Amity Shlaes. Coolidge. HarperCollins, 2013.
Amity Shlaes is a conservative. And she appears to be a fairly well-connected conservative: How many Acknowledgements have you read that thank a recent President (in this case, George W. Bush), saying that this former President was excited about the author’s project? She is also a member of the Council on Foreign Relations, which would probably set off some John Bircher radars (conspiracy! conspiracy!)!
I first heard of Amity Shlaes when I was at a bookstore and saw one of her books, The Forgotten Man, which is about the Great Depression. I read the inside jacket of the book, and it intrigued me. Later, I saw her on ABC This Week and learned that she had written a biography of Calvin Coolidge. I wanted to read that book because I have had somewhat of an interest in Coolidge: he was a quiet man, like me, and some have also maintained that he was more progressive in his political worldview than many might think. I had read another biography of Coolidge a while back—-I believe it was Robert Sobel’s Coolidge: An American Enigma. Sobel’s book had useful information, particularly his defense of Coolidge against the charge that his policies led to the Great Depression. Overall, however, I had difficulties getting into Sobel’s book (though I did finish it), and so I was open to reading how another author told the story of Calvin Coolidge.
Shlaes’ book has plenty of anecdotes. We learn about Coolidge’s close relationship with his father, his struggle to fit in when he went to Amherst College, his personal generosity to people, and yet his extreme thrift, which led to clashes with others. We see that Coolidge was a quiet man, and it was often up to his warm, extroverted wife to smooth over his awkward social encounters. We read of Coolidge’s attempts to move on after his son, Calvin, Jr., had died, and how Coolidge blamed himself because Calvin, Jr. got the fatal infection while playing tennis, and Coolidge figured that none of this would have happened had he not been President, since Calvin, Jr. would then not have used the Presidential tennis courts. Coolidge also appears respectable, in comparison with modern politicians: Coolidge preferred not to attack his political opponents in campaigns, believing that his positions on the issues and his record could stand on their own merits.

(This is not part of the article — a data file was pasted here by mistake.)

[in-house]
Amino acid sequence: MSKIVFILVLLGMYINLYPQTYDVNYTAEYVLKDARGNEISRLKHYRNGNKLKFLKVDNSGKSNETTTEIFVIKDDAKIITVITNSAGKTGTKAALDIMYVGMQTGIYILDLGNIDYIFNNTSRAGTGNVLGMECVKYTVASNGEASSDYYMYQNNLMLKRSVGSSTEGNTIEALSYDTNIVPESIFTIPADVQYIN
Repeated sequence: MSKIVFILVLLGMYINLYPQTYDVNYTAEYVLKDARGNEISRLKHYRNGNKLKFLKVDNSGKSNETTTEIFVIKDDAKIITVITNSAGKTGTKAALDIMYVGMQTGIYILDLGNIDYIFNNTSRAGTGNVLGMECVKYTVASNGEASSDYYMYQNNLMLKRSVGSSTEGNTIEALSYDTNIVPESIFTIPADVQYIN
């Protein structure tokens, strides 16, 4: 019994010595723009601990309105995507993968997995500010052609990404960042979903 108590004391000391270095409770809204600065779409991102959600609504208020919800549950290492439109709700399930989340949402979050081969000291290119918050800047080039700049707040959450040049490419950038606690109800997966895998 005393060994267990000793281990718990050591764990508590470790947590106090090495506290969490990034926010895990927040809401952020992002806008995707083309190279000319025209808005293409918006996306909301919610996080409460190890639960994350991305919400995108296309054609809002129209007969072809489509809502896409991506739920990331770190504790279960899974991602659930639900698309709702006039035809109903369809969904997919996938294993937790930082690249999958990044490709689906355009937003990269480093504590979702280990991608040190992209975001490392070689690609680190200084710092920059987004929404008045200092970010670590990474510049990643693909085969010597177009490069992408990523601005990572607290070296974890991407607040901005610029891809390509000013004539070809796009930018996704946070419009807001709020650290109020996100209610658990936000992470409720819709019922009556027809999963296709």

Some of the anecdotes I found rather endearing. As President, Coolidge made his son, Calvin, Jr., work in the tobacco fields. One of Calvin, Jr.’s acquaintances found that to be unusual. “If my father was President, I would not work in a tobacco field,” the acquaintance said to Calvin, Jr. Calvin, Jr. replied, “If your father were my father, you would.” In another story, a down-on-his-luck thief is trying to rob Coolidge, unaware that he is robbing the President of the United States! Coolidge talked the guy out of robbing him and loaned him money.
Coolidge as a Massachusetts politician was rather progressive, for he supported women’s suffrage and the minimum wage. Ordinarily, he tried to accommodate labor unions when there was a dispute. Yet, there were conservative aspects of Coolidge’s thought, even during his early political career. Coolidge tended to believe that regulations hindered business. Whereas Theodore Roosevelt read Upton Sinclair’s The Jungle and decided that the government had to do something about the meat business (due to unsanitary conditions surrounding the meat’s production), Coolidge figured that consumers were the ones who should be responsible for what they bought. Coolidge was also reluctant to support new laws—-he seemed to be temperamentally conservative! Eventually, as Governor of Massachusetts, Coolidge would place himself on the map of national politics by firing policemen who were striking, even though he could have just put them in jail and allowed them to return to their jobs once they got out. Coolidge won respect on account of this bold move, and it may even have marked a turning point in his approach to unions, as he came to view them rather negatively. My impression is that Shlaes attributes Coolidge’s earlier progressivism to the tendency of many politicians at that time to show off how progressive they were, to out-progressive each other, if you will. As Coolidge was developing his own political beliefs, however, they were turning out to be conservative.